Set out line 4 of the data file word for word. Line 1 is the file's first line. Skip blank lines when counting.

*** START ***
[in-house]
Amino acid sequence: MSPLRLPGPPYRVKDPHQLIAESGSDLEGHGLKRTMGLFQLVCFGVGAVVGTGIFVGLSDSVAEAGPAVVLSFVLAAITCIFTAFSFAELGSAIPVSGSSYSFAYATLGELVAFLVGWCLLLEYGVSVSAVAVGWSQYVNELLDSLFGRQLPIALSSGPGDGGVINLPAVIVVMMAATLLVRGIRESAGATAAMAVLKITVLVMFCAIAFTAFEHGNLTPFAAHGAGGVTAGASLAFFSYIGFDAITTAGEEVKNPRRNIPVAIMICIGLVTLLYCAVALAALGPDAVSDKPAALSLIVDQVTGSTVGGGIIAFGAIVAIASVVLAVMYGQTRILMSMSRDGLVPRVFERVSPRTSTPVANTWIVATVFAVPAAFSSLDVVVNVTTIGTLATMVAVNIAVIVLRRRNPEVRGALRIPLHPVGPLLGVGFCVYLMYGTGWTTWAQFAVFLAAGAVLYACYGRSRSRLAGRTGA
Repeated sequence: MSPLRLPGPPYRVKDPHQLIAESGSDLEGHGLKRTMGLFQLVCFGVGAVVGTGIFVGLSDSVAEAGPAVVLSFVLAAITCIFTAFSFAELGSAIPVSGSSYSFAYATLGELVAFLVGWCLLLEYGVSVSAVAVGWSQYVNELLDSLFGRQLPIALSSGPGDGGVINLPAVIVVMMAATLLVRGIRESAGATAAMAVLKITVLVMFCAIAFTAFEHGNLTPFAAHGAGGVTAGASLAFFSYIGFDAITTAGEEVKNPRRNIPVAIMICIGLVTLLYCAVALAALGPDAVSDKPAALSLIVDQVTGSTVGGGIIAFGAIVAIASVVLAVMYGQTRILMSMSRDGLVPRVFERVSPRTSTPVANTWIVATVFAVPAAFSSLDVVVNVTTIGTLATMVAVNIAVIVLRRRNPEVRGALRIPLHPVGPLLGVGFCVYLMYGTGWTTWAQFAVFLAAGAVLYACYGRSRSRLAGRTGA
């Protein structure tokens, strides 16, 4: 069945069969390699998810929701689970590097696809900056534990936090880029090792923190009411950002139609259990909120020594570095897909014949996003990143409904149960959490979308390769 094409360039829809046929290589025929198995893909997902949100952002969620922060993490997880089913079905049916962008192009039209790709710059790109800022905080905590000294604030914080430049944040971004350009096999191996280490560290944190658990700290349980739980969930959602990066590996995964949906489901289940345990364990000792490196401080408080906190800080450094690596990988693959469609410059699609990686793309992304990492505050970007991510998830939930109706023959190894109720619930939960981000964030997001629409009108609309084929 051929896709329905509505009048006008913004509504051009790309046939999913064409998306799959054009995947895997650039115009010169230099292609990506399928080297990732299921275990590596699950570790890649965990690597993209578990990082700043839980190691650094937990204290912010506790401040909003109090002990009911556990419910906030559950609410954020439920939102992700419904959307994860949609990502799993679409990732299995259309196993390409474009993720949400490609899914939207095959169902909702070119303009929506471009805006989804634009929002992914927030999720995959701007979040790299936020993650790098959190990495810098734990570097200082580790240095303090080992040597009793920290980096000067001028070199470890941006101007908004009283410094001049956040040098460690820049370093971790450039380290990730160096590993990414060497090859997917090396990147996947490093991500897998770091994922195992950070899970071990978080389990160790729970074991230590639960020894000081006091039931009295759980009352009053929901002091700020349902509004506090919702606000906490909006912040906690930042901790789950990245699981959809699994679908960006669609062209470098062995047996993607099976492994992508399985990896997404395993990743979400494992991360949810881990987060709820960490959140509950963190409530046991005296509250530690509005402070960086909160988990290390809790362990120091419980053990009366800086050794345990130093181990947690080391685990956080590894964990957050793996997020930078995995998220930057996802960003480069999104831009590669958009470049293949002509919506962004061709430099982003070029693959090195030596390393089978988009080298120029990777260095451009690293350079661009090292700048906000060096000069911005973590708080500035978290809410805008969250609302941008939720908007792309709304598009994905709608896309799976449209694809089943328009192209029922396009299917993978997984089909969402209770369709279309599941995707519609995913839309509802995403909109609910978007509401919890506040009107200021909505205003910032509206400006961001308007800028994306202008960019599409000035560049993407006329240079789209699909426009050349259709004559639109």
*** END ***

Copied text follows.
């Protein structure tokens, strides 16, 4: 069945069969390699998810929701689970590097696809900056534990936090880029090792923190009411950002139609259990909120020594570095897909014949996003990143409904149960959490979308390769 094409360039829809046929290589025929198995893909997902949100952002969620922060993490997880089913079905049916962008192009039209790709710059790109800022905080905590000294604030914080430049944040971004350009096999191996280490560290944190658990700290349980739980969930959602990066590996995964949906489901289940345990364990000792490196401080408080906190800080450094690596990988693959469609410059699609990686793309992304990492505050970007991510998830939930109706023959190894109720619930939960981000964030997001629409009108609309084929 051929896709329905509505009048006008913004509504051009790309046939999913064409998306799959054009995947895997650039115009010169230099292609990506399928080297990732299921275990590596699950570790890649965990690597993209578990990082700043839980190691650094937990204290912010506790401040909003109090002990009911556990419910906030559950609410954020439920939102992700419904959307994860949609990502799993679409990732299995259309196993390409474009993720949400490609899914939207095959169902909702070119303009929506471009805006989804634009929002992914927030999720995959701007979040790299936020993650790098959190990495810098734990570097200082580790240095303090080992040597009793920290980096000067001028070199470890941006101007908004009283410094001049956040040098460690820049370093971790450039380290990730160096590993990414060497090859997917090396990147996947490093991500897998770091994922195992950070899970071990978080389990160790729970074991230590639960020894000081006091039931009295759980009352009053929901002091700020349902509004506090919702606000906490909006912040906690930042901790789950990245699981959809699994679908960006669609062209470098062995047996993607099976492994992508399985990896997404395993990743979400494992991360949810881990987060709820960490959140509950963190409530046991005296509250530690509005402070960086909160988990290390809790362990120091419980053990009366800086050794345990130093181990947690080391685990956080590894964990957050793996997020930078995995998220930057996802960003480069999104831009590669958009470049293949002509919506962004061709430099982003070029693959090195030596390393089978988009080298120029990777260095451009690293350079661009090292700048906000060096000069911005973590708080500035978290809410805008969250609302941008939720908007792309709304598009994905709608896309799976449209694809089943328009192209029922396009299917993978997984089909969402209770369709279309599941995707519609995913839309509802995403909109609910978007509401919890506040009107200021909505205003910032509206400006961001308007800028994306202008960019599409000035560049993407006329240079789209699909426009050349259709004559639109």